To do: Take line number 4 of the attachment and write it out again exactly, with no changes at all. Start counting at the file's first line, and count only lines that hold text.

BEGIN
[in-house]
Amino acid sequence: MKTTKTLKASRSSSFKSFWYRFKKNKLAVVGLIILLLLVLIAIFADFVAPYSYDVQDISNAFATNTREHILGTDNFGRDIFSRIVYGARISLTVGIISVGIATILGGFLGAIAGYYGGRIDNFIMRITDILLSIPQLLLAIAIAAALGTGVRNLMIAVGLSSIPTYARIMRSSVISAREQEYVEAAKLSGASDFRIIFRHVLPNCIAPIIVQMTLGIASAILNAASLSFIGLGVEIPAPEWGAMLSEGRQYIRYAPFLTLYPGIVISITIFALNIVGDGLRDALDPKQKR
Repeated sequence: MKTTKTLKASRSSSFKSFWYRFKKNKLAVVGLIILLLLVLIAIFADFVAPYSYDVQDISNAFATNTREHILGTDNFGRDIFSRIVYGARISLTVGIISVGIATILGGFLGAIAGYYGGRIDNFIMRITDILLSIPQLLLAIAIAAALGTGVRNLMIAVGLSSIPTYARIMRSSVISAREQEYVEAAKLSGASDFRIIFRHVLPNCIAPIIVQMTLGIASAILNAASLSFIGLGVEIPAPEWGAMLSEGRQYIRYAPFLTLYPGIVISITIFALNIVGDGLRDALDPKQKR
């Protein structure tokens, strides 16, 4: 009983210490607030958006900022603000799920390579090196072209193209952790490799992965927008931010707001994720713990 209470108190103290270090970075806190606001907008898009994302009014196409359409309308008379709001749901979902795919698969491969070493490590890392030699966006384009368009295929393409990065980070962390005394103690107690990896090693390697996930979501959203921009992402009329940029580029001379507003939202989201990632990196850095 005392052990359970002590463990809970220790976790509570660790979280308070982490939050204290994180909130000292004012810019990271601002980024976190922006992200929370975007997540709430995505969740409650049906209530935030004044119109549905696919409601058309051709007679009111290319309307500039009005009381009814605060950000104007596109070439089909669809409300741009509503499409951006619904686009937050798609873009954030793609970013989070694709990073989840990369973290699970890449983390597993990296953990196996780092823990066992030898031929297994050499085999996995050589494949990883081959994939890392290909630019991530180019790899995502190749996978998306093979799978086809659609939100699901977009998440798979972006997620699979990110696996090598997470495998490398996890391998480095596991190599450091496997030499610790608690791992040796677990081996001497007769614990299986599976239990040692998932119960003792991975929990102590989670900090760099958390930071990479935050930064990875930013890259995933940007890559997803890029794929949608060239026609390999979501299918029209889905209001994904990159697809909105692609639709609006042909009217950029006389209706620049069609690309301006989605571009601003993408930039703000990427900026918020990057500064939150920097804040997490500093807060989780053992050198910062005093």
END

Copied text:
């Protein structure tokens, strides 16, 4: 009983210490607030958006900022603000799920390579090196072209193209952790490799992965927008931010707001994720713990 209470108190103290270090970075806190606001907008898009994302009014196409359409309308008379709001749901979902795919698969491969070493490590890392030699966006384009368009295929393409990065980070962390005394103690107690990896090693390697996930979501959203921009992402009329940029580029001379507003939202989201990632990196850095 005392052990359970002590463990809970220790976790509570660790979280308070982490939050204290994180909130000292004012810019990271601002980024976190922006992200929370975007997540709430995505969740409650049906209530935030004044119109549905696919409601058309051709007679009111290319309307500039009005009381009814605060950000104007596109070439089909669809409300741009509503499409951006619904686009937050798609873009954030793609970013989070694709990073989840990369973290699970890449983390597993990296953990196996780092823990066992030898031929297994050499085999996995050589494949990883081959994939890392290909630019991530180019790899995502190749996978998306093979799978086809659609939100699901977009998440798979972006997620699979990110696996090598997470495998490398996890391998480095596991190599450091496997030499610790608690791992040796677990081996001497007769614990299986599976239990040692998932119960003792991975929990102590989670900090760099958390930071990479935050930064990875930013890259995933940007890559997803890029794929949608060239026609390999979501299918029209889905209001994904990159697809909105692609639709609006042909009217950029006389209706620049069609690309301006989605571009601003993408930039703000990427900026918020990057500064939150920097804040997490500093807060989780053992050198910062005093």